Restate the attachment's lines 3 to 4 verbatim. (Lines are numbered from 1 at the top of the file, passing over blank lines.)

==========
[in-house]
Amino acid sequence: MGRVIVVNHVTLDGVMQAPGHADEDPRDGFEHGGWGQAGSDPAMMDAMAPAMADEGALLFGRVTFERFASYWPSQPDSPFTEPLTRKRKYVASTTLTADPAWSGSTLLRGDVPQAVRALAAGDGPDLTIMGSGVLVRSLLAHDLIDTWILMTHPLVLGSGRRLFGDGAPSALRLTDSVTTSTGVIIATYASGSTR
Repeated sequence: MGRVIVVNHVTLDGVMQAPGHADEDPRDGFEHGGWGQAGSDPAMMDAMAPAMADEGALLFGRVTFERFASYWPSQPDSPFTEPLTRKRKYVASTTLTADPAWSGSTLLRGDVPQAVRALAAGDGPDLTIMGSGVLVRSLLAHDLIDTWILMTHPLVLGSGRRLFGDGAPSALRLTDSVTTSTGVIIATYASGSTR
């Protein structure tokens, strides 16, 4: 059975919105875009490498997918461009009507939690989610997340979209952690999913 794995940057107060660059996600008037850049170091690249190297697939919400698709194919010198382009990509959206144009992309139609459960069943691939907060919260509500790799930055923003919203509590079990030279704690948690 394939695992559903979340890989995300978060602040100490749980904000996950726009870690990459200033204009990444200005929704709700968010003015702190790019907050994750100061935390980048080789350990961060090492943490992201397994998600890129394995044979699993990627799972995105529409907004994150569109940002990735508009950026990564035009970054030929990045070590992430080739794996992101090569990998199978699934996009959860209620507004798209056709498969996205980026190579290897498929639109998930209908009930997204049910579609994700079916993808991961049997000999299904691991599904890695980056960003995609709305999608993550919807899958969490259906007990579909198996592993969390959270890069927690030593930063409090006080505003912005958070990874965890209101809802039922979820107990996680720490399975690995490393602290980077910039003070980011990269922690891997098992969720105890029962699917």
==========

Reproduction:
Repeated sequence: MGRVIVVNHVTLDGVMQAPGHADEDPRDGFEHGGWGQAGSDPAMMDAMAPAMADEGALLFGRVTFERFASYWPSQPDSPFTEPLTRKRKYVASTTLTADPAWSGSTLLRGDVPQAVRALAAGDGPDLTIMGSGVLVRSLLAHDLIDTWILMTHPLVLGSGRRLFGDGAPSALRLTDSVTTSTGVIIATYASGSTR
């Protein structure tokens, strides 16, 4: 059975919105875009490498997918461009009507939690989610997340979209952690999913 794995940057107060660059996600008037850049170091690249190297697939919400698709194919010198382009990509959206144009992309139609459960069943691939907060919260509500790799930055923003919203509590079990030279704690948690 394939695992559903979340890989995300978060602040100490749980904000996950726009870690990459200033204009990444200005929704709700968010003015702190790019907050994750100061935390980048080789350990961060090492943490992201397994998600890129394995044979699993990627799972995105529409907004994150569109940002990735508009950026990564035009970054030929990045070590992430080739794996992101090569990998199978699934996009959860209620507004798209056709498969996205980026190579290897498929639109998930209908009930997204049910579609994700079916993808991961049997000999299904691991599904890695980056960003995609709305999608993550919807899958969490259906007990579909198996592993969390959270890069927690030593930063409090006080505003912005958070990874965890209101809802039922979820107990996680720490399975690995490393602290980077910039003070980011990269922690891997098992969720105890029962699917």